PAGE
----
The Judges and Laws of Tactics Advance are mostly gone in Grimoire of the Rift, showcasing a heavily altered version of the much-criticized legal system. A single Judge follows Cid around, and enacts Laws that his clan will reap benefits by following. Following the Law prescribed for any given battle will allow the player to have a privilege, from increased movement range for every character to immunity to certain status ailments. The privileges are earned through a number of clan trials, and are often very helpful in dispatching the opposition. A single violation of whatever Law is in effect will remove the privilege and disallow the restoration of characters who have fallen in that battle, but carries no permanent penalty. The Judge and his Laws still have the capacity to annoy, particularly when the Law is something bothersome such as not attacking enemies from behind, but the rewards for following it make the system mostly beneficial.
Characters in battle have access to two sets of commands, those of their current class and those of another class from which they have mastered abilities. They also have two passive abilities, one that stays in effect all the time (such as being able to equip shields regardless of class) and one that activates depending on battle conditions (such as automatically evading magic attacks). This plethora of available abilities is learned using the same system as Final Fantasy IX and the first Final Fantasy Tactics Advance, in which pieces of equipment carry specific skills that can be learned by accruing Ability Points to let a character learn them. It can be quite addictive to have characters learn as many skills as possible, and the game is kind enough to make it apparent when a character has learned something new. Classes are mostly race-exclusive, and while there is a little branching out between the seven races of Grimoire of the Rift, it will be necessary to have someone from every species to access the entirety of the options.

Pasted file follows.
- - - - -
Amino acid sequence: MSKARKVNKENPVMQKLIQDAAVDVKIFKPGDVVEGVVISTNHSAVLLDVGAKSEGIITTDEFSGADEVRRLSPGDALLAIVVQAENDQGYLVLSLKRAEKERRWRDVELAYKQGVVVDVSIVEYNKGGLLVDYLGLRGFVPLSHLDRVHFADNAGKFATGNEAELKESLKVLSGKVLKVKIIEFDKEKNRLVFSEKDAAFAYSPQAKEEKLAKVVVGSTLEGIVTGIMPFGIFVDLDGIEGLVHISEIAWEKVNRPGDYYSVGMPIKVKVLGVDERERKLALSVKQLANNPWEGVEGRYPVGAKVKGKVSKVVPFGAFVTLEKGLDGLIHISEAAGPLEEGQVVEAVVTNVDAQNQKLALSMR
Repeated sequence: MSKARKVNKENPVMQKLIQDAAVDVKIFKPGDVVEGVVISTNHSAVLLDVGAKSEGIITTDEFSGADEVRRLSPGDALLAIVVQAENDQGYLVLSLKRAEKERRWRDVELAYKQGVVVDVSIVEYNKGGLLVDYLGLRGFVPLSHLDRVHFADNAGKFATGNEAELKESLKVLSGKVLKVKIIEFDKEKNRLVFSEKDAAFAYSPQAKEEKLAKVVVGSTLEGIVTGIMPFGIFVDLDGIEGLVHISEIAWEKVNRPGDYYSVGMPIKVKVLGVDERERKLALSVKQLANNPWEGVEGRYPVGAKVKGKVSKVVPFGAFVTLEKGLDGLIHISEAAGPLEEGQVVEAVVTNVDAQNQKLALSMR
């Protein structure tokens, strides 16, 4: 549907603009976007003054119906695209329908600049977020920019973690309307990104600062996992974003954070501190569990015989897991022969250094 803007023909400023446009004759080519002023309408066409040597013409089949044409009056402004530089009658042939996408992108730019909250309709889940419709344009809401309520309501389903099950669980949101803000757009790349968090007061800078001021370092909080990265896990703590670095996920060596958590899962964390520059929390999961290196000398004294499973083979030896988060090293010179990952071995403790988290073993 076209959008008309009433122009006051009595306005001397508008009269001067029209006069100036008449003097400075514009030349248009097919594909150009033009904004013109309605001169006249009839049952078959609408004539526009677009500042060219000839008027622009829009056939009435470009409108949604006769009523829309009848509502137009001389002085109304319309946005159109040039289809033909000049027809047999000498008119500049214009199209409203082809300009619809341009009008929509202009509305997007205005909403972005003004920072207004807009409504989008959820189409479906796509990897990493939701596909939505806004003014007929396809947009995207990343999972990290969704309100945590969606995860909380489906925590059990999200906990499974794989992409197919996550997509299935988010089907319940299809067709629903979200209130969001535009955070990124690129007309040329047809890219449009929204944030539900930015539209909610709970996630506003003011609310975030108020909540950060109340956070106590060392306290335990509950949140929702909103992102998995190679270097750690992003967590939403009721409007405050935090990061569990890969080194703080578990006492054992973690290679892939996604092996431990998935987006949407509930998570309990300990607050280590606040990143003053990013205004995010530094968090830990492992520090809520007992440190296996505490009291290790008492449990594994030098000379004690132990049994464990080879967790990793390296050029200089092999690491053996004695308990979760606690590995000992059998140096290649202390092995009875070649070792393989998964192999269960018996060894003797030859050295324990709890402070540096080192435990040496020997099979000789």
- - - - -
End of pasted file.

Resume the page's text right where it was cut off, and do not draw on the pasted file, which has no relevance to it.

The equipment in Grimoire of the Rift is acquired via a Bazaar in which the player supplies ingredients to create new weapons and armor that can subsequently be purchased. This method is somewhat time-consuming, but also quite entertaining, and sifting through the ingredients to produce new equipment is quite diverting. As the game progresses, the lists of available equipment will become very large, but the effects of all items are displayed and the inventory system is kind enough to show whether the player already has any of what is currently being viewed, ameliorating what could have been a terrible aspect of a gigantic store supply. Certain pieces of very good equipment must be made repeatedly, as they cannot be mass-produced, but everything else has been made as efficient as possible given the mass of hardware that is required to teach the enormous quantity of skills within the game.